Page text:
September 25, 2017

Challenge Success founder to speak at Wellesley High School

By Samantha Kizner '19, Staff Writer

Pope’s speech on developing “balanced students”, along with the survey students took this month’s half day, were the first steps in the new Challenge Success program.
A version of this article appeared on print in our January 2017 issue.

On January 24, Dr. Denise Pope of Stanford University will come to the high school to speak to faculty, students, and parents. Pope co-funded Challenge Success, the non-profit organization affiliated with Stanford that will help evaluate the school system. Her talk will not only educate the Wellesley community on how to create a “balanced student,” but also help students make their school experience less stressful and more fulfilling.

The organization Challenge Success gears its efforts toward helping students, teachers, and parents redefine success on their own terms. Pope’s appearance launches Wellesley’s partnership with Challenge Success.

Pope, together with Madeline Levine and Jim Lobdell, established Challenge Success in 2003 as “Stressed Out Students.” The program was created as a response to what she learned doing her doctoral dissertation, which was published as Doing School.

Since the high school is an academically challenging environment, there are numerous cases of students feeling unhealthy amounts of pressure each day. “Students tell me that they feel like they have no choice but to ‘do school’ in high school. Many of them are overloaded with too many honors or AP level courses and too many clubs, sports, and other activities,” Pope wrote in an email.

The program has evolved since its founding and now has participation from schools and students across the country. While its influence is nationwide, the actions taken in Wellesley will be unique to the issues facing our town.

On the January 11 half day, students took the Stanford Survey of Adolescent Experiences. The survey addressed the amount of time spent on homework, the amount of time spent at clubs or sports, and other aspects of student lives and how they feel about them.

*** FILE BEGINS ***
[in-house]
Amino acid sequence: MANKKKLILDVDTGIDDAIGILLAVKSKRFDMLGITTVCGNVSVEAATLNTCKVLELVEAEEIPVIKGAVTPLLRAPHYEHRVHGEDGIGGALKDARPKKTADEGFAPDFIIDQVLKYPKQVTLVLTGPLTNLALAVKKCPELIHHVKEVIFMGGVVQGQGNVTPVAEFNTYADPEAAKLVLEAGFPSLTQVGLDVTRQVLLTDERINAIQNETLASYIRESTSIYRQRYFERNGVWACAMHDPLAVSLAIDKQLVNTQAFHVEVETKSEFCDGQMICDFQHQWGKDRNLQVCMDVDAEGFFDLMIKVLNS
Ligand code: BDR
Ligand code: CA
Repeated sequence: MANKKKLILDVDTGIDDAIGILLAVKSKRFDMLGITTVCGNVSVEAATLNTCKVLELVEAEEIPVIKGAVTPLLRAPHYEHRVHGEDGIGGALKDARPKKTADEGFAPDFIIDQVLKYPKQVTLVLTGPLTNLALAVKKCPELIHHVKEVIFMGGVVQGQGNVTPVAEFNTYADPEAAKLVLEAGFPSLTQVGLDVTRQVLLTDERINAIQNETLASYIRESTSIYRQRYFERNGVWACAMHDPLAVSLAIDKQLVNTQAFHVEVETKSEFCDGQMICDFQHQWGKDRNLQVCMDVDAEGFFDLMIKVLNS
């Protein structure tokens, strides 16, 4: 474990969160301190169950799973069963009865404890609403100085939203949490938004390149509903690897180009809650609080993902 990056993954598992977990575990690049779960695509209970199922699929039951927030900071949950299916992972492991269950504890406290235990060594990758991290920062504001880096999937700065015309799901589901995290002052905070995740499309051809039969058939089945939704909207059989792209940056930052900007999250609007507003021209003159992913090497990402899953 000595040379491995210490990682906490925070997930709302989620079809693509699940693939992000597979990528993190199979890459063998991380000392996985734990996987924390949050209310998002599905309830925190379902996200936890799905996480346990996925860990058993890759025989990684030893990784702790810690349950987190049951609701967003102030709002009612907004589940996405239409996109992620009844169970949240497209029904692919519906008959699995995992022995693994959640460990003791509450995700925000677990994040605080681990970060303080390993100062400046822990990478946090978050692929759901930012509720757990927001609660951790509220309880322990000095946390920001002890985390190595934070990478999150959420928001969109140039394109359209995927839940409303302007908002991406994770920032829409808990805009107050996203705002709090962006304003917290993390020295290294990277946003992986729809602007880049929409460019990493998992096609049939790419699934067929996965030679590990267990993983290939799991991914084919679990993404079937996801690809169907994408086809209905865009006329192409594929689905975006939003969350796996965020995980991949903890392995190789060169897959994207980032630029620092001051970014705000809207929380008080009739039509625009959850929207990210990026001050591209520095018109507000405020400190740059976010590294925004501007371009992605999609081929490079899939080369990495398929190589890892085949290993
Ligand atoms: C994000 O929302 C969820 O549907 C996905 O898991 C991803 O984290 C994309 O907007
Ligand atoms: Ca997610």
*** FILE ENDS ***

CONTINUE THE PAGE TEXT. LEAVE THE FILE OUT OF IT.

The Challenge Success team, with help from Challenge Success consultants, will analyze the data and create a strategic plan.

Annie Hall is a former PTSO president and one of two parent Challenge Success team members. Responding to the Challenge Success approach, she said, “This is not someone who doesn’t know about Wellesley High School coming in and telling us what to do. It is the kids telling us what we can do to help.”

Part of what makes Pope’s speech relevant to Wellesley is her perspective. While she did help to create the program, she is also a parent of teenagers. Hall notes the importance of this perspective. “Denise brings her knowledge from Stanford, but also the knowledge of having teenage kids,” Hall said, “Hearing it from the founder, who is also a parent, will bring a deeper sense of relevancy.”

Along with addressing parents and faculty, Pope will talk to a small group of students.. Pope will give a talk called “The Well-Balanced Child”, which reflects the aim of Challenge Success. “My talks focus ways to re-define success and how to achieve more balance,” Pope wrote, “We all need balance in our lives for optimal health – that means time for adequate sleep, exercise, time for family/friends, and academic and extracurricular pursuits.  If any of these things is out of balance, it can affect your well being.”

Guidance counselor John Steere looks forward to the high school community hearing the message Pope will deliver. As Steere helps students manage their lives, inside and outside academics, he sees the importance in having the community learn new ways to decrease and prevent stress. “Some people’s definition of success has them setting a standard that is practically unachievable. She will challenge the notion of what it means to succeed,” Steere said.

Pope’s speech comes at a fitting time, as many seniors finalize plans for college, and students cram in tests and essays for the halfway point in the school year.

“Denise discusses how to be a well balanced student, and who doesn’t want that for their kid,” Hall said.

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